Mutual funds

Chapter 39
Mutual funds

Useful Items

You may want to see:


  •  550 Investment Income and Expenses

Tax Treatment of Distributions

A distribution you receive from a mutual fund may be an ordinary dividend, a qualified dividend, a capital gain distribution, an exempt-interest dividend, or a nondividend distribution. The fund will send you a Form 1099-DIV or similar statement telling you the kind of distribution you received. This section discusses the tax treatment of each kind of distribution, describes how to treat reinvested distributions, and explains how to report distributions on your return.

Community property states. If you and your spouse live in a community property state and receive a distribution that is community income, one-half of the distribution is considered received by each of you. If you file separate returns, each of you must generally report one-half of any taxable distribution. For more information about community property, see Publication 555, Community Property.

If the distribution is not considered community income under state law and you and your spouse file separate returns, each of you must report your separate taxable distributions.

Share certificate in two or more names. If two or more persons, such as you and your spouse, hold shares as joint tenants, tenants by the entirety, or tenants in common, distributions on those shares are considered received by each of you to the extent provided by local law.

Tax-exempt mutual fund. Distributions from a tax-exempt mutual fund (one that invests primarily in tax-exempt securities) may consist of ordinary dividends, capital gain distributions, undistributed capital gains, or return of capital like any other mutual fund. These distributions generally are treated the same as distributions from a regular mutual fund. Distributions designated as exempt-interest dividends are not taxable. (See Exempt-Interest Dividends, later.)

All other distributions generally follow the same rules as a regular mutual fund. Regardless of what type of mutual fund you have (whether regular or tax-exempt), when you dispose of your shares (sell, exchange, or redeem), you usually will have a taxable gain or a deductible loss to report.

For more information on figuring taxable gains and losses see Sales, Exchanges, and Redemptions, later. Also see chapter 16, Reporting Gains and Losses, for further information.

Ordinary Dividends

Ordinary (taxable) dividends are the most common type of distribution from a mutual fund. They are paid out of earnings and profits and are ordinary income to you. This means they are not capital gains. You can assume that any dividend you receive on common or preferred stock is an ordinary dividend unless the mutual fund tells you otherwise. Ordinary dividends will be reported in box 1a of the Form 1099-DIV or on a similar statement you receive from the mutual fund.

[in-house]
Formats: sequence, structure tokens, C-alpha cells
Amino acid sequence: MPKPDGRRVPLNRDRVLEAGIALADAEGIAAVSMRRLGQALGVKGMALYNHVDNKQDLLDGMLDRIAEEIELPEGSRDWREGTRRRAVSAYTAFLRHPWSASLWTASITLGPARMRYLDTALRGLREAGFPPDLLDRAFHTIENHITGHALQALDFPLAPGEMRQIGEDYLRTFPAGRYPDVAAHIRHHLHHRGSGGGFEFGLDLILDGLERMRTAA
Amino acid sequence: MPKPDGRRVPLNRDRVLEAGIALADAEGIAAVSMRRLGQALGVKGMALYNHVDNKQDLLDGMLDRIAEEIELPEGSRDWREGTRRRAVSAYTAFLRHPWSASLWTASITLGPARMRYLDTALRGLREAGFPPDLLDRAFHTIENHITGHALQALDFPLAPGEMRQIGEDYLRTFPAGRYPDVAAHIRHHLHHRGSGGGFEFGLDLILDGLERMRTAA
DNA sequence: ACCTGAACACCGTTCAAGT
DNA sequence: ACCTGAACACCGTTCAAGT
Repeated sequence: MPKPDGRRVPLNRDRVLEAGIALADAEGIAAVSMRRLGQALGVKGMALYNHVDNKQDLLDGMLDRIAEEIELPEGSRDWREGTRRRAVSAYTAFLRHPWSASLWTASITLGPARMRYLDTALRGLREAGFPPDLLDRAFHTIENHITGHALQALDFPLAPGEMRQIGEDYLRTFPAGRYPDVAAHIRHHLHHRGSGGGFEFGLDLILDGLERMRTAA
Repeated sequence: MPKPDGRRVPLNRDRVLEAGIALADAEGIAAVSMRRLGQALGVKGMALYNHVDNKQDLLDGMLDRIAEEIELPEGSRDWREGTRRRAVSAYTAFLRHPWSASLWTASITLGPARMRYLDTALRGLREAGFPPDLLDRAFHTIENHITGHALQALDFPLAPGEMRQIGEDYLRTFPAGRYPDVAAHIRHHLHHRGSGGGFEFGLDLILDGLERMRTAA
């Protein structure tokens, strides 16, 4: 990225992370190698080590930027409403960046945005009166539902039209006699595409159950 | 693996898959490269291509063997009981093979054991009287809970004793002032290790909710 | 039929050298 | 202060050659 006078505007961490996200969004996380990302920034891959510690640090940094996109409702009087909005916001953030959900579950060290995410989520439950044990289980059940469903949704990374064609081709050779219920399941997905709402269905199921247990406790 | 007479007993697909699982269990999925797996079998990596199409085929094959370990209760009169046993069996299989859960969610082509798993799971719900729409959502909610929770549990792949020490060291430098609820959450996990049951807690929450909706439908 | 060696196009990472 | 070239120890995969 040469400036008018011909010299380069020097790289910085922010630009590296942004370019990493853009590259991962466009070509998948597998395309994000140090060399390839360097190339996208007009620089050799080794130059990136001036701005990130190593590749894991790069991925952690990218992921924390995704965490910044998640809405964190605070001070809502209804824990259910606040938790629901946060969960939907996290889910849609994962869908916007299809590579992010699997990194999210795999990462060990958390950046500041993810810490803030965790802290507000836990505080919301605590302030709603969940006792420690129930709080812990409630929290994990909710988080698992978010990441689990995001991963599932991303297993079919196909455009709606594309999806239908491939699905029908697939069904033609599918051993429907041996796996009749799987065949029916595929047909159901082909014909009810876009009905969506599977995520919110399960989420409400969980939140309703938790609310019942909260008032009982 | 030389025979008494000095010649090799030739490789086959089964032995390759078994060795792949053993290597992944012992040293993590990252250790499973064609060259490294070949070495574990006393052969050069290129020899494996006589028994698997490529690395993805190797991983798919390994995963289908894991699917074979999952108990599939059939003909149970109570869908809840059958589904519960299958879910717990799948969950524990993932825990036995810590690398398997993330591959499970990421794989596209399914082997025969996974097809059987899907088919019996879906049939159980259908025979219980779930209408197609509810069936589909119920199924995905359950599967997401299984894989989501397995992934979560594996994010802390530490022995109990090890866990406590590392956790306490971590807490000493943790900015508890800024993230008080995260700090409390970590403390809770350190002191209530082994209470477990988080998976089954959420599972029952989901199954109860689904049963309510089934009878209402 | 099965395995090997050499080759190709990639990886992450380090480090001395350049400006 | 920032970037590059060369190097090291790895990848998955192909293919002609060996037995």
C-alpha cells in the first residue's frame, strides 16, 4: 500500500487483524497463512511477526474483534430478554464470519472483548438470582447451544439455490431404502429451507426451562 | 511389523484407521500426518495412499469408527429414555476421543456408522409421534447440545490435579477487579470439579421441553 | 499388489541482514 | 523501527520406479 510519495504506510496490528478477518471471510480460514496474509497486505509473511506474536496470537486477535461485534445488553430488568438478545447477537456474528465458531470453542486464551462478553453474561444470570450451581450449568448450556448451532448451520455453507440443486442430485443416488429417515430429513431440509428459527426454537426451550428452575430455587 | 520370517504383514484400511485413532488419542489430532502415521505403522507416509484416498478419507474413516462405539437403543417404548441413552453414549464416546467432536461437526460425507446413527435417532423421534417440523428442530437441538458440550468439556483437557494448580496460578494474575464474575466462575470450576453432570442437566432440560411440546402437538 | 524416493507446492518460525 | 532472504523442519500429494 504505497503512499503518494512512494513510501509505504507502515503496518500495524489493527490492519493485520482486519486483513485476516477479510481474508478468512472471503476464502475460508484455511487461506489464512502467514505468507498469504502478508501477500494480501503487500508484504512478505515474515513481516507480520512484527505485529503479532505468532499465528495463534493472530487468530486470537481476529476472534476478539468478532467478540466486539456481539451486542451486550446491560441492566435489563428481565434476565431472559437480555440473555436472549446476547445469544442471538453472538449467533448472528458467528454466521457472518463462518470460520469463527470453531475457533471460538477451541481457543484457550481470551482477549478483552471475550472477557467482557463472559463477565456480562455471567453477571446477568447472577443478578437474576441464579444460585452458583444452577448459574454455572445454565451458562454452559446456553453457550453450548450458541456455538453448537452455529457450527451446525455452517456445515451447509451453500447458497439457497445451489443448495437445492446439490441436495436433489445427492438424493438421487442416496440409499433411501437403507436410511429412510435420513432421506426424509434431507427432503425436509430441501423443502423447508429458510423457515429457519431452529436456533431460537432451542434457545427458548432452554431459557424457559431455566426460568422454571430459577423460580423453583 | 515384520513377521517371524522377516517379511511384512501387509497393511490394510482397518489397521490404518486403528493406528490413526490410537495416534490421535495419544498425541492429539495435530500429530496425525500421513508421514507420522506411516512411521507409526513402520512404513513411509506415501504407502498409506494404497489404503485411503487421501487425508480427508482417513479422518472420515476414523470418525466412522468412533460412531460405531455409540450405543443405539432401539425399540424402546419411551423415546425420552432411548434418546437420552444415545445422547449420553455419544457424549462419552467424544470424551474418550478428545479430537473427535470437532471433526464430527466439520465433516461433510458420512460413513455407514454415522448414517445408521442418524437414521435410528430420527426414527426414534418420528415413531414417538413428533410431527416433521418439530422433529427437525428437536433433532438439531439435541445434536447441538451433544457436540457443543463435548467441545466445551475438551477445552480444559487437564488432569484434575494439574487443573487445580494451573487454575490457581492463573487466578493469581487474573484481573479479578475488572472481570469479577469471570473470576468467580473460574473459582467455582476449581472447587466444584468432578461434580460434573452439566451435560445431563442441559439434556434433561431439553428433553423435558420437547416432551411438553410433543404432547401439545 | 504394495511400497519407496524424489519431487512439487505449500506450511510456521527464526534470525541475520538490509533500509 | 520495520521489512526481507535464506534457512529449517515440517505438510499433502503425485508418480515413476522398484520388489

Qualified Dividends

Qualified dividends are ordinary dividends subject to the same 0%, 15%, or 20% maximum tax rate that applies to net capital gain. They will be shown in box 1b of Form 1099-DIV you receive.

Qualified dividends are subject to the 20% rate if your regular marginal tax rate is 39.6%. If your regular marginal tax rate is 25%, 28%, or 33%, then the tax rate on qualified dividends is 15%. If your regular marginal tax rate is either 10% or 15%, then qualified dividends are subject to a 0% tax rate.

To qualify for the 0%, 15%, or 20% maximum rate, all of the following requirements must be met:

  1. The dividends must have been paid by a U.S. corporation or a qualified foreign corporation. See chapter 1 of Publication 550 for the definition of a qualified foreign corporation.
  2. The dividends are not of the type excluded by law from the definition of a qualified dividend. See chapter 1 of Publication 550 for a list of these types of dividends.
  3. You must meet the holding period requirement (discussed next).

Holding Period

You must have held the stock for more than 60 days during the 121-day period that begins 60 days before the ex-dividend date. The ex-dividend date is the first date following the declaration of a dividend on which the buyer of a stock is not entitled to receive the next dividend payment. When counting the number of days you held the stock, include the day you disposed of the stock, but not the day you acquired it. See chapter 1 of Publication 550 for more information about qualified dividends.

Capital Gain Distributions

Capital gain distributions (also called capital gain dividends) are paid to you or credited to your account by mutual funds. They will be shown in box 2a of the Form 1099-DIV (or similar statement) you receive from the mutual fund.

Report capital gain distributions as long-term capital gains, regardless of how long you owned your shares in the mutual fund.